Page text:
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Melbourne, Australia

Unconscious Bias Against Myself?

January 1, 2018

 

I met a CEO last week, who looked me in the eye as he shook my hand. Not too firmly as to intimidate me and not as if he was holding a little flower. He asked me briefly about my day, we had a little 'chit chat'. I then I asked him to tell me a bit about his journey and role. He spoke about his background, the challenges of the business, the economic and political environment. Not least the impacts of major disasters on his country.

 

He asked my opinion, he waited for me to answer. He listened and added to my observations.

 

I was able to share with him a vision that I've been developing for the future of our products. Not just an incremental shift, but something that could change the way we think of it. We both left the meeting feeling incredibly motivated, with a shared view of what the future may hold for our businesses.

It was only afterwards, when I relayed this meeting with somebody else, that they wondered why I had thought this was so special. It sounded like an ordinary exchange to them.

 

Here's why.

Two years ago, when I started a consulting business. I found myself needing to meet lots of new people and I found it very difficult to create deep business conversations at networking events and in meetings.

 

My business partner Adrian couldn't understand it, he was my biggest fan. 'You're confident, intelligent and funny, why do you find it so hard?'. (thanks, Adrian!)

 

I began to think it was me, I thought that I was terrible at talking to people and only ever ended up talking about my daughter or some other non-relevant stuff. I thought maybe people thought I was young and inexperienced which was reflected in their surprise when I talked about working in media before email was a thing. Come to think of it, I was called a child prodigy when I was about 26 and running the European Media Research business for a publisher. At the time I thought it was a compliment, in hindsight, it was actually quite patronising, but I grew used to these types of labels throughout my career.

 

I remember once being asked about a senior candidate for a role. 'Is she too pretty? will the others be able to cope with her around?' Horrified, but not surprised I answered 'The hell no!.'

 

I've only ever found my next big role through somebody that knew me. I often fantasised about wearing a bodysuit and wig, to see what it would be like in another person's shoes, to find out for sure if it really was me. not that I'm too pretty for others to cope mind (I wish!). I'm just different to most of my peers and different isn't always good.

 

I didn't give up and I researched people and companies in advance so I'd have plenty of things to ask them about, but it hardly ever went beyond the first couple of lines, before the answers were directed to other people, seemingly more interesting than I. Often, I would ask a question and the listener directed the answer to my business partner who would attempt to throw it back my way. Either that or they would ask me about my home situation and took the conversation to recent holiday destinations.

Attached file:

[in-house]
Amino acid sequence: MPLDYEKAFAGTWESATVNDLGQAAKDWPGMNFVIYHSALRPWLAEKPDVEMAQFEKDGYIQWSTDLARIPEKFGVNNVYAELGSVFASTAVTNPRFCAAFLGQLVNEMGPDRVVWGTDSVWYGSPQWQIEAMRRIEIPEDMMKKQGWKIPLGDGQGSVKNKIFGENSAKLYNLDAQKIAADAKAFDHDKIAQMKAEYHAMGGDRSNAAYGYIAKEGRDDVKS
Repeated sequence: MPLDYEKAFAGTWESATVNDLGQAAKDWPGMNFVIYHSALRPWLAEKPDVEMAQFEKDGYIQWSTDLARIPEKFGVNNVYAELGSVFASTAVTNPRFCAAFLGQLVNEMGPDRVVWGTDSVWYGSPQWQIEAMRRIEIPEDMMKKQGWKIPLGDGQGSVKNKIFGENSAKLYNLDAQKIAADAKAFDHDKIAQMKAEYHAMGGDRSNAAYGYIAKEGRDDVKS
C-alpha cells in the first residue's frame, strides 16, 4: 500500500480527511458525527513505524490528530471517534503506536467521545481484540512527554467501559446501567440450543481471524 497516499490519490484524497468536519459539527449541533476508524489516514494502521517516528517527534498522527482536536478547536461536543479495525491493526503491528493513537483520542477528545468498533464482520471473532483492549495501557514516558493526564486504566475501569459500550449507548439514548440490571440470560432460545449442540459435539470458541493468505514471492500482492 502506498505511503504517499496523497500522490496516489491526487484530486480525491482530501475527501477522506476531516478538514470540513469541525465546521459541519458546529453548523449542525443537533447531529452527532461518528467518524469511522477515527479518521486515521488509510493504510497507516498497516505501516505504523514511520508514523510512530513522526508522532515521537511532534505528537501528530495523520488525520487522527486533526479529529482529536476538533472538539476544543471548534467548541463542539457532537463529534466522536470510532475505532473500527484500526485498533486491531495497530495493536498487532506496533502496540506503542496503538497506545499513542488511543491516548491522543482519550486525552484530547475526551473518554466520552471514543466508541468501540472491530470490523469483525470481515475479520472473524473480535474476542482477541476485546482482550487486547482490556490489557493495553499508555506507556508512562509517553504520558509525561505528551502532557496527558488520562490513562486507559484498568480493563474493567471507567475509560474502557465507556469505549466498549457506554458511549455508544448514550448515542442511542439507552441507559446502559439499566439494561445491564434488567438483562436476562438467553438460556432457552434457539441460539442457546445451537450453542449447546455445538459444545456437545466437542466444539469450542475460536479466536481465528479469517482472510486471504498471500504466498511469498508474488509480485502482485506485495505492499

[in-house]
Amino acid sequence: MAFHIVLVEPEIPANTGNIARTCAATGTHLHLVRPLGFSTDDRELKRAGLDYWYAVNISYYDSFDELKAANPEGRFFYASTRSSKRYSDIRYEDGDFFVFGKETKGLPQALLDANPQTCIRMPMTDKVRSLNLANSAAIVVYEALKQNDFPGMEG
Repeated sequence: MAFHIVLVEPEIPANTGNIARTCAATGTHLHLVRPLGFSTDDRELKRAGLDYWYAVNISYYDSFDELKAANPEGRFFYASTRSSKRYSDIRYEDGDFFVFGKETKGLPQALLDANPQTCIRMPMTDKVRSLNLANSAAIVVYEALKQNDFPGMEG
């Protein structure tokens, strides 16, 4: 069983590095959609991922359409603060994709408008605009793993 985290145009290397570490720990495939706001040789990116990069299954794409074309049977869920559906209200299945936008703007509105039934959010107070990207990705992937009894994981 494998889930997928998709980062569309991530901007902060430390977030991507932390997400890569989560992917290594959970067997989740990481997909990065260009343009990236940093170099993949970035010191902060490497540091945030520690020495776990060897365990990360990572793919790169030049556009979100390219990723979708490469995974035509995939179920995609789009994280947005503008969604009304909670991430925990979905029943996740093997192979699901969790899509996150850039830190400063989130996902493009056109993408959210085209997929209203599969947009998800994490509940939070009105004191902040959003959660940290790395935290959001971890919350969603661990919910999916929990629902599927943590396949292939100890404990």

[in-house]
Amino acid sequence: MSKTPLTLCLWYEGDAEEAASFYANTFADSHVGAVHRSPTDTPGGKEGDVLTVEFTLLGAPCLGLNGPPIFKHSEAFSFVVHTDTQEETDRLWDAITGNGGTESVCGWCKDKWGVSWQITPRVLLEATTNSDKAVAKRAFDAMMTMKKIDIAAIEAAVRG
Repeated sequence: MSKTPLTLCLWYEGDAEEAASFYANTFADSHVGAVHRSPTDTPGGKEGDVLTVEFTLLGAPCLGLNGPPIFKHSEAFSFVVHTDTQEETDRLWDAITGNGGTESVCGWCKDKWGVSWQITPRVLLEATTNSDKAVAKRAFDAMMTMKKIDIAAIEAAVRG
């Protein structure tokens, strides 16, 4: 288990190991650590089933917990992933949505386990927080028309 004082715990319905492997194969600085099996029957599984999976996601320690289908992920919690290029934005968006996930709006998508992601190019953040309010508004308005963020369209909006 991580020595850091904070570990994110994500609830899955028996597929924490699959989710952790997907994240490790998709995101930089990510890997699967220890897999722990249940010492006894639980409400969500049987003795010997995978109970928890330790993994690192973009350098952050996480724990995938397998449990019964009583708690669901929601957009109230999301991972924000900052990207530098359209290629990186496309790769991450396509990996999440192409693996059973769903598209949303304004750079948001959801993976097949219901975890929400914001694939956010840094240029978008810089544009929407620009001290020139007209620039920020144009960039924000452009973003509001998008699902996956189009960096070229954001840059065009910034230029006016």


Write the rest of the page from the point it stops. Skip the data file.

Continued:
I lost so much confidence and felt compelled to change my appearance in an attempt to remove judgments. I began to wear higher shoes, so I could meet groups of people at eye level instead of a foot below. I tied my hair back (which is incredibly curly) and wore more formal outfits. I tried to look older. I spoke at events and gained a lot of traction in the industry with my perspectives on management and innovation. But still, I was overlooked in these types of conversations and potential opportunities.

 

 

I eventually decided not to go to networking events, and I found new business through connections and by speaking at relevant events and left the networking to my business partner. It was a shame. However, I managed to attract the types of people I wanted to work with, who wanted to work with me like Movember, Bupa, Citipower and lots of other awesome clients.

 

That is why, when this CEO listened with respect, without the need to prove that I was worthy of his time, I realised that it should have always been like this and that it wasn't me and I didn't need a body suit to disguise me.

We all have some unconscious bias preventing us from hearing what certain types of people have to say. Even people like ourselves.

 

Check out this free survey to see what you could do to improve and maybe you'll meet some interesting people and have as much fun as we did, inventing the future.

 

https://implicit.harvard.edu/implicit/takeatest.html

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